"Though passion may have strained it must not break our bonds of affection. The mystic chords of memory, stretching from every battlefield and patriot grave to every living heart and hearthstone all over this broad land, will yet swell the chorus of the Union, when again touched, as surely they will be, by the better angels of our nature."- Abraham Lincoln: First Inaugural Address
Bill Clinton, for a very long time, represented the best of what Democrats could aspire to. In many ways he was a reflection of his time, and, perhaps, a level of egocentric survivalism that was inherent to his generation.
Bill Clinton was like a reality show contestant; plotting, triangulating, and emerging victorious, admirably. He defeated vicious foes that had employed loathsome attacks in 1988, eviscerating Dukakis. Those foes were prepared to do the same to the Democratic nominee in 1992 and Bill Clinton was a byproduct of this political reality. He was an antidote to Reagan's Republican national majority that was earned partly through bitter cultural divisions. Those divisions were cleverly exacerbated by George H. W. Bush in his race with Dukakis after Reagan had served two successive terms, winning two dramatic landslides. Many didn't believe it was possible for a Democrat to get elected President in 1992.
However, much to chagrin of Republicans, in sync with popular culture and compassionately engaged with the economic downturn, Bill Clinton charismatically resonated with an electorate that was redefining itself. The Vietnam era was finally slipping into the recesses of the nation's subconscious, (lying dormant, ready to emerge a decade later after September 11th and the lead up to the Iraq war).
Bill Clinton was a good President. He was a smart and practical man, who understood complex policy issues. In power, with the assistance of Dick Morris, he learned how to market himself to the center right. "The era of big government is over," he proudly announced, and slowly, but surely, he lost his compass, if it ever existed in the first place. As he scrambled in his final months to instigate a middle east peace process to cement his legacy it became apparent to me the extent of Bill Clinton's selfishness. He achieved everything he ever strived for, winning two successive terms and retaining the approval of large sways of the American people. But, in doing so, sound economic governance aside, no great strides were made. The success of his re-branding of the Democratic party with notions like the "third way" complemented a society where rampant commercialism was augmenting itself at the root of the national culture. Democrats admired Bill Clinton because he could win. Democrats admired Bill Clinton because of the proficient manner in which he played the game. His campaign staff called him "the secretariat," the ultimate political thoroughbred. If I'm honest with myself, that is why I admired him so deeply, too.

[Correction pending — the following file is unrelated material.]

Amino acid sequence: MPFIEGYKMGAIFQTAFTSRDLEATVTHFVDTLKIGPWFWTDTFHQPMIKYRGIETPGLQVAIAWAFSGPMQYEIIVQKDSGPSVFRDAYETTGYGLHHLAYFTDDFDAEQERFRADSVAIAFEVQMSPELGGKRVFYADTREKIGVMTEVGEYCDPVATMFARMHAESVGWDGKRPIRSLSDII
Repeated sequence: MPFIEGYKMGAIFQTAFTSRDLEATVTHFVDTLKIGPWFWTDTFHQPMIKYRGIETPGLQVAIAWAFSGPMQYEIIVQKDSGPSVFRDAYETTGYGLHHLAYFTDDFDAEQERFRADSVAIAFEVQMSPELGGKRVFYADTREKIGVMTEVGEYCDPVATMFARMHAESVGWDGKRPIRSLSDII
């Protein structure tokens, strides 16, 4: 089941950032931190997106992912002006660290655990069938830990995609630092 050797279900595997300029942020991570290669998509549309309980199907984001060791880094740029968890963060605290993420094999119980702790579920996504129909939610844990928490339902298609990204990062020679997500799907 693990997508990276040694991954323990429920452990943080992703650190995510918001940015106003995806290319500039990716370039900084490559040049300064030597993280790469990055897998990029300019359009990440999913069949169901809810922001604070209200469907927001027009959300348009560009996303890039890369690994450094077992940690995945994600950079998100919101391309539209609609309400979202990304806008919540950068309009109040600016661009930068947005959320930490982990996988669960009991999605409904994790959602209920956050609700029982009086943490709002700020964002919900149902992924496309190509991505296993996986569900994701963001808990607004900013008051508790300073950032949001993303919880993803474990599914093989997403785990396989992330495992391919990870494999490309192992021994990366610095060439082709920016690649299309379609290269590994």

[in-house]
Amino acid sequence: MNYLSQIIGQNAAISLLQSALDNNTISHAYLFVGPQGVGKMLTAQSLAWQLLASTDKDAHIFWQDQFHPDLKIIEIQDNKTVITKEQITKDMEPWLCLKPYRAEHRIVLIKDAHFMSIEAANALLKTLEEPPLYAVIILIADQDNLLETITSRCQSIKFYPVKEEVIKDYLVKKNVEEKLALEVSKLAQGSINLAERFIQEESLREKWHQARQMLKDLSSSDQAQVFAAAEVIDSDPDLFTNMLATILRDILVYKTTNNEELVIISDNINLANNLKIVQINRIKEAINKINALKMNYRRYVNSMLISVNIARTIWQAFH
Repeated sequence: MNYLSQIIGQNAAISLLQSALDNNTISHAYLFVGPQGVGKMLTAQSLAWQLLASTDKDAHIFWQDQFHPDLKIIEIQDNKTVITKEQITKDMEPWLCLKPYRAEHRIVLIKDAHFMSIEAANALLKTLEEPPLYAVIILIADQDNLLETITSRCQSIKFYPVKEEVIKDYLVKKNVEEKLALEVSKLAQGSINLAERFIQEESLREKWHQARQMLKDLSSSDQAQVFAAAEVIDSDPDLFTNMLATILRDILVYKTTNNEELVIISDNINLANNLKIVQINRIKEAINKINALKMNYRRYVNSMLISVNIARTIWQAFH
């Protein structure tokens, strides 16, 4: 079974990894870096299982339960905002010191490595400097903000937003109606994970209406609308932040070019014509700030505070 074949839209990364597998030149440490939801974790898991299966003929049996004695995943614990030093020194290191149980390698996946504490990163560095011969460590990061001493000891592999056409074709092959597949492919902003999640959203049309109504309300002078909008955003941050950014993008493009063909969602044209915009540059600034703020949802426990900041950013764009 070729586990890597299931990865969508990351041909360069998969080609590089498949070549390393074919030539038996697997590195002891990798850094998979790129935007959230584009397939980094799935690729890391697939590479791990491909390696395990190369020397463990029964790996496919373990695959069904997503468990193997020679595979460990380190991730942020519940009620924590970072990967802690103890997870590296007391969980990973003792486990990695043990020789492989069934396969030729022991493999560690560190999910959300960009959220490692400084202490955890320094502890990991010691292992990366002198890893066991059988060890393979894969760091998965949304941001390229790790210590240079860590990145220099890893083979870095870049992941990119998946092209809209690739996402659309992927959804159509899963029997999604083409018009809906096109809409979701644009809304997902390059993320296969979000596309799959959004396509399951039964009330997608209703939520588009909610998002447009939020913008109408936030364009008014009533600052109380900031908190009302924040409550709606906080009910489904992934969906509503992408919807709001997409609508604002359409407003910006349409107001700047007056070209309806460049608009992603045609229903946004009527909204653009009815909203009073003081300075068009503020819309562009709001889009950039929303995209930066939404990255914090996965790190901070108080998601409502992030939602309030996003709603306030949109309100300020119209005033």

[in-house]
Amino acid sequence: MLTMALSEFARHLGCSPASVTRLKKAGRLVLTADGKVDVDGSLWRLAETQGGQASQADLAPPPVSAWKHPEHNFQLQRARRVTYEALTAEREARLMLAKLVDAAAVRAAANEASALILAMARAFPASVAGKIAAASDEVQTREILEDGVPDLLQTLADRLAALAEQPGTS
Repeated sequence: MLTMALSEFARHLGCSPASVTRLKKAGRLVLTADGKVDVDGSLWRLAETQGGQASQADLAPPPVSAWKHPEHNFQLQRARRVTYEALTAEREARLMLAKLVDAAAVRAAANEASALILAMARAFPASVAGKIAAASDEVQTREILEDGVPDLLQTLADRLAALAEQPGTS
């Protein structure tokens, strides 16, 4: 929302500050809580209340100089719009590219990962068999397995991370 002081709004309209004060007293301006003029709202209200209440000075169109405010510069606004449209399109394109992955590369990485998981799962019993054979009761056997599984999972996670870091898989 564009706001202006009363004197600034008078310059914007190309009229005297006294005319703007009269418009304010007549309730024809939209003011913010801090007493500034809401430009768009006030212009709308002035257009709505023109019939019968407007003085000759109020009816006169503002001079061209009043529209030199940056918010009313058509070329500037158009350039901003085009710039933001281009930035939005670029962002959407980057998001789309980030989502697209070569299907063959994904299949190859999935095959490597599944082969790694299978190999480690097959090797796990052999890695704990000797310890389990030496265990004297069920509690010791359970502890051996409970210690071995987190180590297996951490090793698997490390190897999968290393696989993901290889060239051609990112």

In Newsweek's outstanding journalistic opus charting the behind the scenes story from this year's Presidential campaign, the following passage stood out to me:
"Obama was upset with his own campaign after a low-level staffer referred in a press release to Hillary Clinton as "(D-Punjab)" because of her ties to supporters of India. "I don't want you guys freelancing and, quote, protecting me from what you're doing," he lectured his staff. "I'm saying this loud and clear—no winks, no nods here," he said, irritated to take the heat for a clumsy dirty trick he had not known about and would never have authorized. "I'm looking at every one of you. If you think you're close to the line, the answer isn't to protect me—the answer is to ask me."
It's so refreshing to think we have a President who truly understands the meaning of responsibility. After the disastrous last eight years, and the apparent state of denial of the Bush Administration, it is especially satisfying to consider the example this sets for all of us to take control of our lives, stand up for our mistakes, and not allow circumstances to control us or excuse us. A moment like this is the very definition of leadership and an expectation that we no longer have of our public officials in the excess of our growing cynicism and distrust.